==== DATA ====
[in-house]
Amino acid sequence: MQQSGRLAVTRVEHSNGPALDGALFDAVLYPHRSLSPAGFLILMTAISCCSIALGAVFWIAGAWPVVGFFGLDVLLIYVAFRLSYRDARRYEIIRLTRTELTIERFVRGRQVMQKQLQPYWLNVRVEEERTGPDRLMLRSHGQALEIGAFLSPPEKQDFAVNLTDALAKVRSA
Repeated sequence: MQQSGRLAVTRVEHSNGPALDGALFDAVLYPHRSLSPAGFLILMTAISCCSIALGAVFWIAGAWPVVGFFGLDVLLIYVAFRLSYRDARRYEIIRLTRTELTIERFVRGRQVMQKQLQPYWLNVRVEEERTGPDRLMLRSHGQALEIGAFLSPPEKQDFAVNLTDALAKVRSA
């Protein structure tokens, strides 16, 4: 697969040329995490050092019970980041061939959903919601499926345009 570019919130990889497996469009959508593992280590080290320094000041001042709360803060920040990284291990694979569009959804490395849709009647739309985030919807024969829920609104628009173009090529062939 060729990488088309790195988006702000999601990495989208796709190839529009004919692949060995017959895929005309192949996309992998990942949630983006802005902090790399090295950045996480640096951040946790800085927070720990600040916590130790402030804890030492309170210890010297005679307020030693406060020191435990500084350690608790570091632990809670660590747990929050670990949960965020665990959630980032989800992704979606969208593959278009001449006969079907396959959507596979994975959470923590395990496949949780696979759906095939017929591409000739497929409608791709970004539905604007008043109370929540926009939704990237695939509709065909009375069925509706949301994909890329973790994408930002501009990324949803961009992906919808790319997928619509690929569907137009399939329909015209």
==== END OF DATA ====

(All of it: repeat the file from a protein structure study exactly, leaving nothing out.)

[in-house]
Amino acid sequence: MQQSGRLAVTRVEHSNGPALDGALFDAVLYPHRSLSPAGFLILMTAISCCSIALGAVFWIAGAWPVVGFFGLDVLLIYVAFRLSYRDARRYEIIRLTRTELTIERFVRGRQVMQKQLQPYWLNVRVEEERTGPDRLMLRSHGQALEIGAFLSPPEKQDFAVNLTDALAKVRSA
Repeated sequence: MQQSGRLAVTRVEHSNGPALDGALFDAVLYPHRSLSPAGFLILMTAISCCSIALGAVFWIAGAWPVVGFFGLDVLLIYVAFRLSYRDARRYEIIRLTRTELTIERFVRGRQVMQKQLQPYWLNVRVEEERTGPDRLMLRSHGQALEIGAFLSPPEKQDFAVNLTDALAKVRSA
């Protein structure tokens, strides 16, 4: 697969040329995490050092019970980041061939959903919601499926345009 570019919130990889497996469009959508593992280590080290320094000041001042709360803060920040990284291990694979569009959804490395849709009647739309985030919807024969829920609104628009173009090529062939 060729990488088309790195988006702000999601990495989208796709190839529009004919692949060995017959895929005309192949996309992998990942949630983006802005902090790399090295950045996480640096951040946790800085927070720990600040916590130790402030804890030492309170210890010297005679307020030693406060020191435990500084350690608790570091632990809670660590747990929050670990949960965020665990959630980032989800992704979606969208593959278009001449006969079907396959959507596979994975959470923590395990496949949780696979759906095939017929591409000739497929409608791709970004539905604007008043109370929540926009939704990237695939509709065909009375069925509706949301994909890329973790994408930002501009990324949803961009992906919808790319997928619509690929569907137009399939329909015209």